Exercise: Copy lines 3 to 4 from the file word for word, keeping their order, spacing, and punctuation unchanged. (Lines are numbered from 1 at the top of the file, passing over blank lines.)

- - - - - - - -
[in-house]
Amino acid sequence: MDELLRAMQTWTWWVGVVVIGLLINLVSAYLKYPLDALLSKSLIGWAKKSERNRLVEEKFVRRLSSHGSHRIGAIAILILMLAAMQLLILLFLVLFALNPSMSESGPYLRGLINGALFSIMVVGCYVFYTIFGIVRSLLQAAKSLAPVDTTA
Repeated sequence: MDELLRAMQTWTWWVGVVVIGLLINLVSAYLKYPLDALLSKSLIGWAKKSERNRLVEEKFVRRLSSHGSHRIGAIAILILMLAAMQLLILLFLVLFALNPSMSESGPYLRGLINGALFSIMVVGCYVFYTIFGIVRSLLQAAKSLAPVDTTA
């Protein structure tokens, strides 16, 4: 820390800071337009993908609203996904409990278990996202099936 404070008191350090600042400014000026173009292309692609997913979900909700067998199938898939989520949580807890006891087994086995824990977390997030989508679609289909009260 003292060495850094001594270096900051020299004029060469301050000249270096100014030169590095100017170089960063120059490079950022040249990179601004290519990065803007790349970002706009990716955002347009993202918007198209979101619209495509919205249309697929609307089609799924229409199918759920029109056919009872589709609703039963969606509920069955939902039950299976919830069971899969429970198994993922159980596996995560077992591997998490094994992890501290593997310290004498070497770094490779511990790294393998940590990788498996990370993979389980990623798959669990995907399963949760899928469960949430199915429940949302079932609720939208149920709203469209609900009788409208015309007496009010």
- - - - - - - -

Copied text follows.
Repeated sequence: MDELLRAMQTWTWWVGVVVIGLLINLVSAYLKYPLDALLSKSLIGWAKKSERNRLVEEKFVRRLSSHGSHRIGAIAILILMLAAMQLLILLFLVLFALNPSMSESGPYLRGLINGALFSIMVVGCYVFYTIFGIVRSLLQAAKSLAPVDTTA
């Protein structure tokens, strides 16, 4: 820390800071337009993908609203996904409990278990996202099936 404070008191350090600042400014000026173009292309692609997913979900909700067998199938898939989520949580807890006891087994086995824990977390997030989508679609289909009260 003292060495850094001594270096900051020299004029060469301050000249270096100014030169590095100017170089960063120059490079950022040249990179601004290519990065803007790349970002706009990716955002347009993202918007198209979101619209495509919205249309697929609307089609799924229409199918759920029109056919009872589709609703039963969606509920069955939902039950299976919830069971899969429970198994993922159980596996995560077992591997998490094994992890501290593997310290004498070497770094490779511990790294393998940590990788498996990370993979389980990623798959669990995907399963949760899928469960949430199915429940949302079932609720939208149920709203469209609900009788409208015309007496009010």